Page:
Having gone from zero to sixty in the open source world, Graham-Cumming knew the lifecycle of an open source project and the mindset of an open source developer well enough to know that some additional recognition was necessary. "There are literally tens of thousands of open source projects now," said Graham-Cumming. "Open source is no longer just a few people hacking away at code. It's a movement, and not only do we need a way to recognize those projects that are useful, well-written, and polished, we have to encourage more people to get involved in open source."

Open Source Initiative president Eric Raymond, who was one of the luminaries to which Graham-Cumming sent his original note, was emboldened by the idea's momentum and revived a plan for an open source awards program that he developed almost a decade ago. Almost as if to say to all previous technology awards programs (many of which I've been involved with), "Your Lucite pyramid trophies and the editorial mentions were nice, but let us show you how it's done," Raymond set out to redefine what a technology award is. With aspirations for a program akin to the Fields Medal, the Hugos, and even the Nobel Prize, Raymond spelled out a program involving Bronze, Silver and Gold medals accompanied by cash prizes ranging from $500 to $10,000.

In order to get the awards off the ground CNET Networks (the parent company of ZDNet) agreed to lend a hand in developing the concept and creating an event to launch the program. Subsequently, Hewlett-Packard, ActiveState (recently acquired by Sophos), US Venture Partners and O'Reilly & Associates pitched in. Whereas O'Reilly offered its annual open source conference as a venue, the former three provided the funding.

Considering the way she stepped up the plate, Hewlett-Packard's Stormy Peters may be deserving of an award herself. Peters, who is in charge of Hewlett-Packard's open source strategy, secured a $25,000 donation to the Open Source Awards from HP. "One of the things that makes the open source community work is that it's a meritocracy," Peters told me. "There's a lot of recognition internal to the community. But, whereas the community started out small and a lot of that recognition was face-to-face, now the community has grown and it happens by e-mail and phone calls. An awards program like this has great potential to preserve the meritocracy that makes open source great while restoring the face-to-face component of that recognition. So, we were happy to back it as long as some of the funding went to ensuring that award winners would be there, in-person, at the presentation to receive their award."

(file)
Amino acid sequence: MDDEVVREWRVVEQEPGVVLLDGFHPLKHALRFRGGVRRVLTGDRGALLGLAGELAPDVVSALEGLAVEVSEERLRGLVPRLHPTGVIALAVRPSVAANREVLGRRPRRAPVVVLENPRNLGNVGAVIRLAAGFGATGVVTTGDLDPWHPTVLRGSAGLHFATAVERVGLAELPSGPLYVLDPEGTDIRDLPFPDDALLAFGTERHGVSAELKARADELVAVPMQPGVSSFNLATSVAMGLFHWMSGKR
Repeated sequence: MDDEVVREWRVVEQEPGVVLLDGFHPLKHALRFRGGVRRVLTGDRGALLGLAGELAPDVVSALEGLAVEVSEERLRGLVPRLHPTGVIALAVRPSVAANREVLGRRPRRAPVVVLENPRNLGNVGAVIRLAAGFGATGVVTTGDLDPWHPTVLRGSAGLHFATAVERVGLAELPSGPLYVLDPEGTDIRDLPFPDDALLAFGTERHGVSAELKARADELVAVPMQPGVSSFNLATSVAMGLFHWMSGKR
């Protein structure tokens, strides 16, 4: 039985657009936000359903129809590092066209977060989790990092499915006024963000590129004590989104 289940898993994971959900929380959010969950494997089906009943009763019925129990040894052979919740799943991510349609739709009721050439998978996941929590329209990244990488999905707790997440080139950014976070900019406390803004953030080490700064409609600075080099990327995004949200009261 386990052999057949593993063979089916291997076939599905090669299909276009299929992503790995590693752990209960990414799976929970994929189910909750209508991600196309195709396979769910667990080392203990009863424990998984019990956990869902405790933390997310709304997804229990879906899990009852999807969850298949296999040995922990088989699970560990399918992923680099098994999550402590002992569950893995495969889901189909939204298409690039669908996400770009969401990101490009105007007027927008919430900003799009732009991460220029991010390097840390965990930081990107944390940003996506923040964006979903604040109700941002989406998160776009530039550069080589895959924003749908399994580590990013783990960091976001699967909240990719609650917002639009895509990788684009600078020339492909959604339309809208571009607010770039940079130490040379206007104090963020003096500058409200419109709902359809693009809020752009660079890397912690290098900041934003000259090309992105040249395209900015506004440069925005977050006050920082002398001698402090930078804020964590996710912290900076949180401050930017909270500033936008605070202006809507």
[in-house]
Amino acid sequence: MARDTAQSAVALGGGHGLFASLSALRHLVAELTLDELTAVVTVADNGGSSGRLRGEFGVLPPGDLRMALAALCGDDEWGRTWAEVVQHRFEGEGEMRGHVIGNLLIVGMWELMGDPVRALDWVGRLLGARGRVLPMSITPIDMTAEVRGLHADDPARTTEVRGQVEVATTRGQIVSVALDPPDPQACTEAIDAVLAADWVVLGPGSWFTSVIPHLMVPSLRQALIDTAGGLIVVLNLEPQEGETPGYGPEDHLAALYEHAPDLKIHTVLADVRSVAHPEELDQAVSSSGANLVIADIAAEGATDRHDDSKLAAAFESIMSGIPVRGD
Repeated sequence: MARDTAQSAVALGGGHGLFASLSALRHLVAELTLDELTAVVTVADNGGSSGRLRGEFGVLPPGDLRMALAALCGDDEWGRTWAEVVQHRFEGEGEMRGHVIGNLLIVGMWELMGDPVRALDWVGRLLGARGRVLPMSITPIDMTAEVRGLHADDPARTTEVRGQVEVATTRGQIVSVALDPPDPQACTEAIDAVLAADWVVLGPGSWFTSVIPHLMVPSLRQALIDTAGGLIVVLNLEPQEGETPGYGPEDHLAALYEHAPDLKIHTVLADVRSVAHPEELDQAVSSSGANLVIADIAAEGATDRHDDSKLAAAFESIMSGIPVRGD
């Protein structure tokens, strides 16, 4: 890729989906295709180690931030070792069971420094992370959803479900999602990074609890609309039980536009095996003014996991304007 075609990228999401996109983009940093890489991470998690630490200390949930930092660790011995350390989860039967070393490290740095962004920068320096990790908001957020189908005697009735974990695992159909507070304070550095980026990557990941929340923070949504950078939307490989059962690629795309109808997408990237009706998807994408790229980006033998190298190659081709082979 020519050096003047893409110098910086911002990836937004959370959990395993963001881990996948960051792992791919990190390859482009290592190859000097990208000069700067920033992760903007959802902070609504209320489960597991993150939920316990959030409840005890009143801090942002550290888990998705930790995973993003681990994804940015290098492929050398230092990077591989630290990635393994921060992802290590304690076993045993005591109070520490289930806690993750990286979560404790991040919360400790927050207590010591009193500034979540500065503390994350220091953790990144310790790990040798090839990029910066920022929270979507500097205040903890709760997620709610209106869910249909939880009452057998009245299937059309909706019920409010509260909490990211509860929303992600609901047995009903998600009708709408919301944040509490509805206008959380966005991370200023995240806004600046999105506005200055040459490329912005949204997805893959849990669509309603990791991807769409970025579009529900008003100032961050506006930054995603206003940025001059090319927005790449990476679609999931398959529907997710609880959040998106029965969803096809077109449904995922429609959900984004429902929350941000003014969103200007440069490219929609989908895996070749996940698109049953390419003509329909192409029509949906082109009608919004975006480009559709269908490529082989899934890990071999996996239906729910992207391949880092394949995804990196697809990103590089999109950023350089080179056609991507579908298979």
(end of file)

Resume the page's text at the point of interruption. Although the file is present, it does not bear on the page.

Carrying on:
ActiveState chief technologist David Ascher echoed Peters' characterization of the open source community's intrinsic reward system. "The reason we committed to the awards is that open source is not only a key part of our business model, but also a key part of the software industry and the software infrastructure," said Ascher. "The whole ecology of open source is based technical meritocracy, so it's important for that ecology to remain healthy."

Responding to the question of how an awards program helps to maintain the health of the open source ecology, Ascher said, "It does that in a number of ways. First, it increases the visibility of open source to the broader market. The existence of an awards program and the fact that they have a financial component and not just a reputation component makes open source more real to many observers, including those who are considering open source technologies when making software decisions. The other part is that if you reward people who have done good things, they will repeat that and do more good things."

Peters' and Ascher's comments make it clear that their donations are about not only preserving, but also strengthening a culture that for so long was considered a kind of techno lunatic fringe. It speaks volumes about how well some members of the established commercial community not only understand open source, but how they've come to fully embrace it.

And what does Eric Raymond, who is finally seeing a plan he wrote ten years come to fruition think? "These contributors are saying, 'Hey, we use this kind of development and we want to see the community flourish.' The fact that companies like HP are willing to put five figures into an award means that we have arrived. We have hit the big time."

So, if you're a developer, what are you waiting for? Get busy.

You can write to me at david.berlind@cnet.com. If you're looking for my commentaries on other IT topics, check the archives.